It was one of those told-you-so moments on Friday night before the debut Built Ford Tough Tennessee National: Ron Tichenor Sr. was on hand, bench-racing about the season so far. He said, “Do you remember back at the Motocross of Nations when I told you that Ryan Villopoto was going to have everyone handled pretty soon?” I didn't, but I guessed it was probably at Budds Creek back in 2007 when RV showed the world his flat-out speed with two runaway wins on his 250.
“Nope,” Tichenor said, “it was in England the year before! I could see even then that he was going to be something special, just like Ricky Carmichael.”
It may be seven years later, but he was spot-on. The more I see Ryan Villopoto ride outdoors, the more he reminds me of Carmichael. Villopoto's flat-out speed, his down-low style, and his obvious determination to win any time he’s on a racetrack are all Ricky-like.
Villopoto lead from nearly start to finish in the first moto, extending his moto win streak to five.
Simon Cudby photo
And up until Saturday at about 3:10 p.m., many thought Villopoto might pull off his own 24-0 season in Lucas Oil Pro Motocross, as the Monster Energy Kawasaki rider seemed invincible for the first five motos. He won the first moto at Muddy Creek with a nearly start-to-finish win, getting some heat from an inspired Justin Barcia but then locking down the lead and pulling away. Ryan even made a save on that first lap at Muddy Creek that echoed some of RC's wild rides, which almost always ended up with him straightened out and still on the gas.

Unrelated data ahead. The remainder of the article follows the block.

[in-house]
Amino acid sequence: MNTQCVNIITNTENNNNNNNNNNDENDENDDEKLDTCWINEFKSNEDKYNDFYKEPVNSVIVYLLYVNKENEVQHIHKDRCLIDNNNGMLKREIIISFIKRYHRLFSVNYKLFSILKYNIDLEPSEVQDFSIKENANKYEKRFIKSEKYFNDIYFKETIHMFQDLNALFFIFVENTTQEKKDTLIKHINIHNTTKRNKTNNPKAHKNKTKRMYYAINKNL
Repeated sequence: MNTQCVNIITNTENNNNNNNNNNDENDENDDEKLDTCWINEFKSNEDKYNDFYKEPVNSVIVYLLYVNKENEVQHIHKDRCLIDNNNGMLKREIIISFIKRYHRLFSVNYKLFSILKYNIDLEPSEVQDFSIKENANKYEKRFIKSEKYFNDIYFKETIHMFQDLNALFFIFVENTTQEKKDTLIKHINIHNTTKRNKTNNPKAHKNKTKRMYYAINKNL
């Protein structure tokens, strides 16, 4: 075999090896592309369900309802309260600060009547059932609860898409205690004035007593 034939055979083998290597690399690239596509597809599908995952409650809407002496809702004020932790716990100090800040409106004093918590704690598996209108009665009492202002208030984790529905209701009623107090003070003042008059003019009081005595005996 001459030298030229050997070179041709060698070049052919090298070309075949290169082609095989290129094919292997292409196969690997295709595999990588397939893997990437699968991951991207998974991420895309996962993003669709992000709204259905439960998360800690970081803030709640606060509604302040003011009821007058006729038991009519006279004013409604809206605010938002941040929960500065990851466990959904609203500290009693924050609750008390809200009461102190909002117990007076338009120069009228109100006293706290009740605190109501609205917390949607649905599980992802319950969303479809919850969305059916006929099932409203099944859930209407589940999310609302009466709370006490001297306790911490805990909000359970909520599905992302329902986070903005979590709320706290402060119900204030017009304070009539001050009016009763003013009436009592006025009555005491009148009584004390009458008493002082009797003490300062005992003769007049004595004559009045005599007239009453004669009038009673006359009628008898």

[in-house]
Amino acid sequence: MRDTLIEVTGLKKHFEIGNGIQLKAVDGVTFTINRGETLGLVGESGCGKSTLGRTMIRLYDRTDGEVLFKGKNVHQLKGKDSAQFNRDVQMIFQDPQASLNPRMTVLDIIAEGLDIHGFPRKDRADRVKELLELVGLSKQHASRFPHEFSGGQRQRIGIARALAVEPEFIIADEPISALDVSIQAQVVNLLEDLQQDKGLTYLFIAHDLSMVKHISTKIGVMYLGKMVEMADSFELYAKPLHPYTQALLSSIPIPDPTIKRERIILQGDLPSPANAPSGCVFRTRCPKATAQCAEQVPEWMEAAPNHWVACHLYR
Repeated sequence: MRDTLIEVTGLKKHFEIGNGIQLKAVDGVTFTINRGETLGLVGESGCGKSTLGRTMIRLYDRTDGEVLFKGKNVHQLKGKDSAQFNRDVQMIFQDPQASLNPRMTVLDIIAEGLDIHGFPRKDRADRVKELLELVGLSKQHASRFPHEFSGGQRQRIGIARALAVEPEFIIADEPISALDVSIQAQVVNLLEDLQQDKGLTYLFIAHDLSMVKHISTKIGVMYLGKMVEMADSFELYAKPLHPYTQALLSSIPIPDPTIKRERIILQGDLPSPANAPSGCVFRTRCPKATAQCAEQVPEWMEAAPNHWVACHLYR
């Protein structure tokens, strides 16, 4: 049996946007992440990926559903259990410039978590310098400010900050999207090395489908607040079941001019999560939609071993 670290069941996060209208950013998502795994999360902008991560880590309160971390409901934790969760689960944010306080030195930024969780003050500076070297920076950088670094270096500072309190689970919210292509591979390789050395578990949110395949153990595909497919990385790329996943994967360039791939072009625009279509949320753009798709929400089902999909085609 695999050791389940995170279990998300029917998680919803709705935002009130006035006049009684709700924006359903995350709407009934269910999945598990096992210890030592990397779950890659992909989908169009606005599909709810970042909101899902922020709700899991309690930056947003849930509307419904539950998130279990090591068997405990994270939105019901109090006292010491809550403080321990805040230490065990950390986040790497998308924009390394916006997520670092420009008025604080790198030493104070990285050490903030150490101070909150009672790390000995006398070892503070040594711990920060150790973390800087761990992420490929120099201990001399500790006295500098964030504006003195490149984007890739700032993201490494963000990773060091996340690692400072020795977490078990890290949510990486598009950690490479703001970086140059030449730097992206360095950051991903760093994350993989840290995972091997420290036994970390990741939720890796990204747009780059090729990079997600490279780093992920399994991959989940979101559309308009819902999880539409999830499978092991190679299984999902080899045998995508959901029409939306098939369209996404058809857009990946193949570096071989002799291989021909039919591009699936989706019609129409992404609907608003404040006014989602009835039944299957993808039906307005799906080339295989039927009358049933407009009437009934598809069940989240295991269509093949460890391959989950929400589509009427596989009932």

But in the second moto, Villopoto made an early mistake and then another, and just like that the perfect season was gone. Red Bull KTM's Ryan Dungey seized the chance to get his first win of the series and get himself some momentum going. He kept his head down, kept moving forward, and came on strong when it was time to settle the overall between himself and Barcia. (And Honda Muscle Milk's Barcia took another step closer to success on the big bike outdoors, as his results and speed have improved with every moto.)
Yet to me, Villopoto was still the most impressive, even in defeat. After his crash he came through the pack by going where no one else was, using every inch of the track and throwing caution to the wind. He did not want to settle for second—let alone third—and made some creative passes on a track that was more narrow than most. He was also blitzing back up through a very deep field of talent—no easy task on even the widest of tracks.
Ryan Dungey put an end to the streak in the second moto at Muddy Creek.
Simon Cudby photo
As a matter of fact, the biggest difference I see right now between RV and RC is the depth of talent they were up against for much of their outdoor careers. Carmichael's motocross competition didn't always include his contemporaries like Chad Reed, James Stewart, Kevin Windham or Mike LaRocco—and hardly ever Jeremy McGrath. Each of them cycled in and out of outdoors with various SX-only contracts. Meanwhile, Villopoto has a faster, fuller pack to deal with, namely the reigning champion, Dungey, who proved this weekend he'll always be there and ready to win. Add in former 450 champs Stewart and Reed, plus former 250 champs like Trey Canard and (until this week) Dean Wilson, plus Barcia, Mike Alessi, the JGR Yamaha guys, and more, and Villopoto's had five moto wins in six tries against a loaded deck. Few have ever had to face such strong competition.
While not all of those riders are at the top of their game right now, Villopoto is, and that's impressive for a man who missed three of the last four outdoor tours with injuries. He has the points lead after three rounds, and barring a first-lap crash this past weekend, he likely would still be undefeated—just like you know who.